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Karen L. Henderson

Karen Henderson
Judge of the United States Court of Appeals for the District of Columbia Circuit
Assumed office
July 5, 1990
Appointed by George H. W. Bush
Preceded by Ken Starr
Judge of the United States District Court for the District of South Carolina
In office
June 16, 1986 – July 5, 1990
Appointed by Ronald Reagan
Preceded by William Wilkins
Succeeded by Dennis Shedd
Personal details
Born (1944-06-11) June 11, 1944
Oberlin, Ohio, U.S.
Alma mater Duke University
University of North Carolina, Chapel Hill

Karen LeCraft Henderson (born July 11, 1944) is a George H. W. Bush.

Contents

  • Early life, education, and career 1
  • Federal judicial service 2
    • Religious Freedom Restoration Act 2.1
    • Parker v. District of Columbia 2.2
  • References 3
  • External links 4

Early life, education, and career

Born and raised in Oberlin, Ohio, Henderson received a B.A. degree from Duke University in 1966 and a J.D. degree from the University of North Carolina at Chapel Hill in 1969. Henderson then entered private practice in Chapel Hill, North Carolina. From 1973 to 1983, she was with the Office of the South Carolina Attorney General, ultimately in the position of Deputy Attorney General. In 1983, she returned to private practice as a member of the firm of Sinkler, Gibbs & Simons of Charleston and Columbia, South Carolina.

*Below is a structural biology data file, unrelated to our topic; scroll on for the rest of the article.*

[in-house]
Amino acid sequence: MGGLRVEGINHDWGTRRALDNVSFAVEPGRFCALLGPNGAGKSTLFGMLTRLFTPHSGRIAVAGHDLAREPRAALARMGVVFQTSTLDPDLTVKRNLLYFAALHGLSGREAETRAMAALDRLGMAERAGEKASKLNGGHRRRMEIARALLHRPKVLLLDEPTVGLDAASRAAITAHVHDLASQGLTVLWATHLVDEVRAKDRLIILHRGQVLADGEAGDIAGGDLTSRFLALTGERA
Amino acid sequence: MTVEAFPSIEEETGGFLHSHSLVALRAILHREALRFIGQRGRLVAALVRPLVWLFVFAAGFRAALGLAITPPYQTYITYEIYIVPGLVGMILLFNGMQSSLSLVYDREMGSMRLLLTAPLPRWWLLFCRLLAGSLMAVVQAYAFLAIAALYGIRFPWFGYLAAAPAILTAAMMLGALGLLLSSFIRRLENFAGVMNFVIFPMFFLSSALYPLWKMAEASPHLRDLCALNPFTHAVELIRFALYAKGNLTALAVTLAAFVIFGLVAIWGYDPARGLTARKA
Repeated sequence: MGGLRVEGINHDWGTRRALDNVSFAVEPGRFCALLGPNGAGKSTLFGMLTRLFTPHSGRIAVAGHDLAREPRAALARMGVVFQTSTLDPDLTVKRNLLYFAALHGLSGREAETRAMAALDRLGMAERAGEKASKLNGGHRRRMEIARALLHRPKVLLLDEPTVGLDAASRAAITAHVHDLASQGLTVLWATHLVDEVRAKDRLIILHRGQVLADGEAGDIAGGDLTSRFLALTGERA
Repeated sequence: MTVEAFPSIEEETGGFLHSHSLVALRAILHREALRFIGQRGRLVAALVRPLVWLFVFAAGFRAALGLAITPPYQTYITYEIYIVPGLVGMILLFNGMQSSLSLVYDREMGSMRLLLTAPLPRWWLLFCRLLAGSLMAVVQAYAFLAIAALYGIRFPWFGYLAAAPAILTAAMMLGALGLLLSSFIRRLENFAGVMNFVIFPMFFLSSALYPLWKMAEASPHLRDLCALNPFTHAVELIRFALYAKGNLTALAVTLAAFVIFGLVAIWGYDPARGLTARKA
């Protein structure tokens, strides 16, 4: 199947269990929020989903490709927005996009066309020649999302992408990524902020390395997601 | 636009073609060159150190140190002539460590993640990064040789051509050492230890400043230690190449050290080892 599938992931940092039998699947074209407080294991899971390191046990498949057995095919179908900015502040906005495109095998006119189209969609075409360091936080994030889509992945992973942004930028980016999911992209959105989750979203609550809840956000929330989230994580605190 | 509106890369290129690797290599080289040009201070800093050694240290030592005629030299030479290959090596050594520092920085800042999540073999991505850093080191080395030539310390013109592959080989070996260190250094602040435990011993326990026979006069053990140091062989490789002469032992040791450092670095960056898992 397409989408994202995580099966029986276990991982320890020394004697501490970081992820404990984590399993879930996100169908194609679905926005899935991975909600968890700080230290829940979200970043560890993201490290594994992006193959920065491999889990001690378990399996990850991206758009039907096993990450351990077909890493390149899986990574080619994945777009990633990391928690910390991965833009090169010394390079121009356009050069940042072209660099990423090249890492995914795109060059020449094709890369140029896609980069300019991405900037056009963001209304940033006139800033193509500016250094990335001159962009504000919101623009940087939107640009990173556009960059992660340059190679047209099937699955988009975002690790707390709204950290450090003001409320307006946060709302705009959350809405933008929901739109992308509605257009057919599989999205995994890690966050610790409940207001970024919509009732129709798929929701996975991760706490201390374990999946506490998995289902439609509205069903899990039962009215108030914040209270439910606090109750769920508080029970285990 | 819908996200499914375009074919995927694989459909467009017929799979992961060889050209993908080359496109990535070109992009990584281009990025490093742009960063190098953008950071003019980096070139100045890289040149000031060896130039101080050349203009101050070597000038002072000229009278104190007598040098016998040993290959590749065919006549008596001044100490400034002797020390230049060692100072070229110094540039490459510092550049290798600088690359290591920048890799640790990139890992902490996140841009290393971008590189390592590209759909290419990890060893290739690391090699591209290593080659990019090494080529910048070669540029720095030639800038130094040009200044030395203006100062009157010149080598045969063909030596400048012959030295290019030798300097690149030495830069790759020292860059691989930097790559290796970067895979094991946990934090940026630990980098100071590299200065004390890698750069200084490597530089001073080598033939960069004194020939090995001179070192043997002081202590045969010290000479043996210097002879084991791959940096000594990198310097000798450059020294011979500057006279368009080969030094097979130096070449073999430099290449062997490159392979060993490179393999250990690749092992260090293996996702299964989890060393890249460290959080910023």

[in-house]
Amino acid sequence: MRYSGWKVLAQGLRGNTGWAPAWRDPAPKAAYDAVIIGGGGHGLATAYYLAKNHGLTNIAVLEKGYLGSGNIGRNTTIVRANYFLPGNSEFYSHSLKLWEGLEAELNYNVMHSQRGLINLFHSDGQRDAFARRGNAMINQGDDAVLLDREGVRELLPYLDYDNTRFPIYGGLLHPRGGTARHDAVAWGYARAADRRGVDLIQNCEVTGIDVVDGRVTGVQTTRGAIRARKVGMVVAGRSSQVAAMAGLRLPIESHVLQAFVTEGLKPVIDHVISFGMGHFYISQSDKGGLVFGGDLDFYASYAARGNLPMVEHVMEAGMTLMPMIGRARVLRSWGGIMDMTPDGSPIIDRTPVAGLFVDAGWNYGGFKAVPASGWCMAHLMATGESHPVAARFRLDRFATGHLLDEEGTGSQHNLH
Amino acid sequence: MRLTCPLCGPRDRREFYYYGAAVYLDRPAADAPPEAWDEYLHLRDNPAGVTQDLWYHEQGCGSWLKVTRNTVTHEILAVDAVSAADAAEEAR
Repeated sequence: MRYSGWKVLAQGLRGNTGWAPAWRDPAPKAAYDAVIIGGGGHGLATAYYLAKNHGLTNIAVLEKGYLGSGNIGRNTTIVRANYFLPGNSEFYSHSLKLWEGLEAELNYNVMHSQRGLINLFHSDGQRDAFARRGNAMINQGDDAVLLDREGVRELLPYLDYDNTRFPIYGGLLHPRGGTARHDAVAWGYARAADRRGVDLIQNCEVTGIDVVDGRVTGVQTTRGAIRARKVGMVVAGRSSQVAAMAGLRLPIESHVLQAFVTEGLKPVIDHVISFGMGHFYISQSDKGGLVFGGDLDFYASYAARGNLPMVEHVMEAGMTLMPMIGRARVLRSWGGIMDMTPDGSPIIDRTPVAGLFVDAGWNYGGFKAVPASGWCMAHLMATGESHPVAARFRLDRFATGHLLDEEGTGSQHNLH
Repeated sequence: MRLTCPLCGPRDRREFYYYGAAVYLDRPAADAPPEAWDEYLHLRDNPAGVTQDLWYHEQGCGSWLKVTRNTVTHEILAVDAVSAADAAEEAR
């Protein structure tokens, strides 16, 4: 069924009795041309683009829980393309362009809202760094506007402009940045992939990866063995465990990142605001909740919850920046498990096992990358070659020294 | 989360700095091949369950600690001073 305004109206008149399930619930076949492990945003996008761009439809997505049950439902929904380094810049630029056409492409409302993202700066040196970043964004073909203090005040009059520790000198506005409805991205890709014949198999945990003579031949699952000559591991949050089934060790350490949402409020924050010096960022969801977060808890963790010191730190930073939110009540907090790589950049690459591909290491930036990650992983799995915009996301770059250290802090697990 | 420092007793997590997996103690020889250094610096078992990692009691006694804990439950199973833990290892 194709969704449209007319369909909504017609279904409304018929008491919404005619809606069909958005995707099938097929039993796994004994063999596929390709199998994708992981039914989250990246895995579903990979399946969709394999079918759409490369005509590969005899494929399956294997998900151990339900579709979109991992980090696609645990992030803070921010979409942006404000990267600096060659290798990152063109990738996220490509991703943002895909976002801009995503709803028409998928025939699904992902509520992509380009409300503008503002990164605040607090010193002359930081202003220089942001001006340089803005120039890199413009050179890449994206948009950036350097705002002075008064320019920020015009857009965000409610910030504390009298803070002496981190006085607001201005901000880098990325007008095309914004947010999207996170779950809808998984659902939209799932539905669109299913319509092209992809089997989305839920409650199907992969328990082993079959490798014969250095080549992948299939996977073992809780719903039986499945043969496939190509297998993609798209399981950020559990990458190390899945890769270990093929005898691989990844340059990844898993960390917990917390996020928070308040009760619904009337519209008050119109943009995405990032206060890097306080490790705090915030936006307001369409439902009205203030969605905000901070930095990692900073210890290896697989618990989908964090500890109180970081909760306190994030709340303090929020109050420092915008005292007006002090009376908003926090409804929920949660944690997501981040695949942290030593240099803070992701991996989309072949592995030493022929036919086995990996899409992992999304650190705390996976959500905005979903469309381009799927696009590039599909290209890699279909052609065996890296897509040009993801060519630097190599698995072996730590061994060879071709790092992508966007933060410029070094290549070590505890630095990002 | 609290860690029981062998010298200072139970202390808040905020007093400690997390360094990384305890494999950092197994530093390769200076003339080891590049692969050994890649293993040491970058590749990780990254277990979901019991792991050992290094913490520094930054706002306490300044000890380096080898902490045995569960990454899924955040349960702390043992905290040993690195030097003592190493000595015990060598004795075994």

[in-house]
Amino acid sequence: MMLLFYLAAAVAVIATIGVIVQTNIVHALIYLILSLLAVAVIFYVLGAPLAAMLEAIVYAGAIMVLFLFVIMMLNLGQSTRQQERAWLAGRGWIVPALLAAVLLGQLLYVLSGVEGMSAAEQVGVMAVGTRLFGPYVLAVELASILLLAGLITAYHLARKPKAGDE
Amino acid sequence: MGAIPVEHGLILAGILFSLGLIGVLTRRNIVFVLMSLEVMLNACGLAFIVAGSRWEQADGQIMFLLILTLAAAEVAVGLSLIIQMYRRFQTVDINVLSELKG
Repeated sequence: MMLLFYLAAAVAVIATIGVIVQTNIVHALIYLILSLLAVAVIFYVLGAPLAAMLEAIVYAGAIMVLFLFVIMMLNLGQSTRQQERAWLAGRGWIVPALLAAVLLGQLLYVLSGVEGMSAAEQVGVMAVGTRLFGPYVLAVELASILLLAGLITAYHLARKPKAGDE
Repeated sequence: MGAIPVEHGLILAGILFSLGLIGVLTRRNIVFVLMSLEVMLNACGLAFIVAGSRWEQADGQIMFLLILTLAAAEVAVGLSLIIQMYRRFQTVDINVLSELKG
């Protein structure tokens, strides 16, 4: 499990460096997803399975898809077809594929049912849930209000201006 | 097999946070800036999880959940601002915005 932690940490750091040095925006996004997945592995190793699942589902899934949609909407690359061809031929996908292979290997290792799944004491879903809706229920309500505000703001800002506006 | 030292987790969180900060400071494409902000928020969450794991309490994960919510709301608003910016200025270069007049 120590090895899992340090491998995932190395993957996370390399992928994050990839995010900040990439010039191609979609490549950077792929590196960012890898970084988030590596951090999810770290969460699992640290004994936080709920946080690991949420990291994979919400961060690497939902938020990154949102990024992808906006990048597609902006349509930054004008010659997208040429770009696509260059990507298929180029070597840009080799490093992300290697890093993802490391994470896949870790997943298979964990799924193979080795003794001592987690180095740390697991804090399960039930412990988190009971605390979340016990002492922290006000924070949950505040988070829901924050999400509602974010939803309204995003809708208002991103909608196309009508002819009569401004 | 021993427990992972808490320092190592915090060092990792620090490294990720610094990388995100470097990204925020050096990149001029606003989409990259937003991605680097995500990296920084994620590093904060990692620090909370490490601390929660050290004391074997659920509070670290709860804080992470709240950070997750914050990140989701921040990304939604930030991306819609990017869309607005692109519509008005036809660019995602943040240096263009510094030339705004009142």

Federal judicial service

On June 3, 1986, Henderson was nominated by President Ronald Reagan to a seat on the United States District Court for the District of South Carolina vacated by William W. Wilkins, Jr. She was confirmed by the United States Senate on June 13, 1986, and received her commission on June 16, 1986.

On May 8, 1990, President Kenneth Starr to become Solicitor General of the United States. The United States Senate confirmed Henderson on June 28, 1990 by unanimous consent, and she received her commission on July 5, 1990.

Religious Freedom Restoration Act

In 2008, Henderson, ruled that the Religious Freedom Restoration Act, a statute that applies by its terms to all "persons" did not apply to detainees at Guantánamo.[1]

Parker v. District of Columbia

In Parker, et al. v. District of Columbia (2007) Henderson authored a dissent in which she wrote "the right of the people to keep and bear arms relates to those Militia whose continued vitality is required to safeguard the individual States."[2] She also wrote that "the Constitution, case law and applicable statutes all establish that the District is not a state within the meaning of the Second Amendment".[3]

References

  1. ^ Guantanamo detainees are not human beings - US judges
  2. ^ D.C.'s Ban On Handguns In Homes Is Thrown Out
  3. ^ The Seat Congress Can't Offer.

External links

  • National Review, Article dated March 29, 2007
Legal offices
Preceded by
William Wilkins
Judge of the United States District Court for the District of South Carolina
1986–1990
Succeeded by
Dennis Shedd
Preceded by
Ken Starr
Judge of the United States Court of Appeals for the District of Columbia Circuit
1990–present
Incumbent
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